Based on the latest proposed regulations, the Opportunity Zone industry has become much more vital given the responses received from the Treasury Department that have provided more certainty to the program. However, there are still pending issues that need to be resolved and it is expected that, in the near future, the Treasury will issue final regulations. It is noteworthy that the Treasury is not allowed to legislate and, therefore, it can provide guidance and interpretations but it cannot issue regulations that are contrary to the pending legislation.
The key issues to be addressed include:
The issue here is what counts for a substantial completion and the Treasury, based on the narrow interpretation of the statute, has indicated that improvements must be done to the existing property with respect to renovations and that would not include additions, adding amenities or building additional units for an apartment project or additional hotel units for a hotel project. The viability and the appropriateness of that position can be questioned and I understand from my direct discussion with Chief Counsel Daniel Kowalski of Treasury that the issue has received significant attention and should be clarified shortly.
Prior Ownership Issue
The new regulations at least provide guidance as to how to address prior ownership issues. There are three options, which include complying with the 80/20 ownership rule for the new purchaser entity if a purchase and sale transaction takes place. The other approach is a direct contribution by the developer to a new entity, subject to otherwise complying with the 70/30 test with respect to qualified and not qualified OZ assets. The third method is a ground lease proposal whereby a new entity would be formed to ground lease the property and any improvements thereon. Based upon this standard, the 80/20 test would not be included, all the assets of the ground lessee would be included as good assets providing they otherwise qualify and it would be permissible that the fee interest is subordinated to financing the other ground lease.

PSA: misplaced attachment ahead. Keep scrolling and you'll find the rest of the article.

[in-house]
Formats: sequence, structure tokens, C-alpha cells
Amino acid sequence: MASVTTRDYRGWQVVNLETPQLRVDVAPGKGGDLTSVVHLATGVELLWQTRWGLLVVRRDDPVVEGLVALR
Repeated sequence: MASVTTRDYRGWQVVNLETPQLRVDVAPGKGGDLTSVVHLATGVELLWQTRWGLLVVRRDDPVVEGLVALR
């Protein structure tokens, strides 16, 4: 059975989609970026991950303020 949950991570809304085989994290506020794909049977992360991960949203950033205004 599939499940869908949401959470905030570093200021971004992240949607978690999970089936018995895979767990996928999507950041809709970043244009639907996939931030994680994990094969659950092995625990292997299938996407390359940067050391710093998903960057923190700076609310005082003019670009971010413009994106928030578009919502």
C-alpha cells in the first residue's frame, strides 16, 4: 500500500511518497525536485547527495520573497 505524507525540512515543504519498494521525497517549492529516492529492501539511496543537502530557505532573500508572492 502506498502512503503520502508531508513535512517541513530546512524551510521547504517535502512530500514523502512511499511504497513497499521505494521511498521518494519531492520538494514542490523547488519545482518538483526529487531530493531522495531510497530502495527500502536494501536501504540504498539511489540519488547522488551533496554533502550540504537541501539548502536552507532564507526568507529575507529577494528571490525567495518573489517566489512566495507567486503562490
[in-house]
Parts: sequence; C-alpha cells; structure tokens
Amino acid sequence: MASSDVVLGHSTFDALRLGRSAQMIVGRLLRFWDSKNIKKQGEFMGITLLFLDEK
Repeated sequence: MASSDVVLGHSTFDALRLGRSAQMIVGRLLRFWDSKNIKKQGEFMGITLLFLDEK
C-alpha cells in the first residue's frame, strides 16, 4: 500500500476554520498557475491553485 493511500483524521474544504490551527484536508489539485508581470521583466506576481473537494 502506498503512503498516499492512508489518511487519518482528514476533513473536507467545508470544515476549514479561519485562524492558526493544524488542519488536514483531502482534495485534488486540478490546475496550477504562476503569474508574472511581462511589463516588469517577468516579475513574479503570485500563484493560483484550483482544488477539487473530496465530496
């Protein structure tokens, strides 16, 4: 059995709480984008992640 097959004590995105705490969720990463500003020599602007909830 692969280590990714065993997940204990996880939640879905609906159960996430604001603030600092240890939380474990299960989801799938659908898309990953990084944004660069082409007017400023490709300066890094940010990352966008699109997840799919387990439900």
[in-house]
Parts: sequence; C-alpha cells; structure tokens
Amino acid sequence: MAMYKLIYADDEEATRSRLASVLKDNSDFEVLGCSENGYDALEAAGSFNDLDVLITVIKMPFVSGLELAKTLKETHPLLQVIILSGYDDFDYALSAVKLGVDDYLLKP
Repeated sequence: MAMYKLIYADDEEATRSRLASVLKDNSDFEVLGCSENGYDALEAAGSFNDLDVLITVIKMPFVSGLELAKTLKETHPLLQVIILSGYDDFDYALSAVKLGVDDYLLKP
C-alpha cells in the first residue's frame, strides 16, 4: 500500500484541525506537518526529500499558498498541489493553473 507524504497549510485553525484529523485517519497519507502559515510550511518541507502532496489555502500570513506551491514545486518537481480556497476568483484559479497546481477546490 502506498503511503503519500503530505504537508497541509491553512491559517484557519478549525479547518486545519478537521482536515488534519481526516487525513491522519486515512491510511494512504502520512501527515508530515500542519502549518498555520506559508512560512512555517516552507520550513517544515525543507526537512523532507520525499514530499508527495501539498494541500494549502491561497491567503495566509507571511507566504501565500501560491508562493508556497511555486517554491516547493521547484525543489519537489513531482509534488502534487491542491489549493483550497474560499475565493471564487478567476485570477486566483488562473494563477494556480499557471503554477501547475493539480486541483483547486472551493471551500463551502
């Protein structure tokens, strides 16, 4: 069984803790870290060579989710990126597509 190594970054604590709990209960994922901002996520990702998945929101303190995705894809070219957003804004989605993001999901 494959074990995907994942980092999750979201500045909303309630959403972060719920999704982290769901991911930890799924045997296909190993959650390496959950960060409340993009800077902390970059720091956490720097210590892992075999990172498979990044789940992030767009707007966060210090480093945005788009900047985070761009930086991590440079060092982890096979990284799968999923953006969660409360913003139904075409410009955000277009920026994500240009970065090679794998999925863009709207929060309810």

Social Responsibility of the OZ Program
Many state and local jurisdictions are conditioning approvals in grants and incentives based upon the social responsibility nature of an OZ developing project and what effect it has on the neighborhood and the environment. Treasury needs to expand on its notice of regulating QOFs to provide annual reporting to track the social responsibility accomplishments of the OZ project.
The key here is for funds to structure the transaction based upon the normal real estate syndication model so that the amount of the extra participation (the promote interest) and the fee changes are in accordance with industry standards.
Deadline of Dec. 31, 2019
In order to obtain the maximum benefits of the OZ program, investors will need to invest their capital contribution by Dec. 31, 2019, in order to be able to hold the investment for at least 7 years in order to obtain the maximum 15% capital gain reduction based upon the statutory provisions. Many investors are funding their own funds in order to accommodate the situation by placing monies in the fund and thereafter looking for an appropriate business to invest in within the applicable timeframe.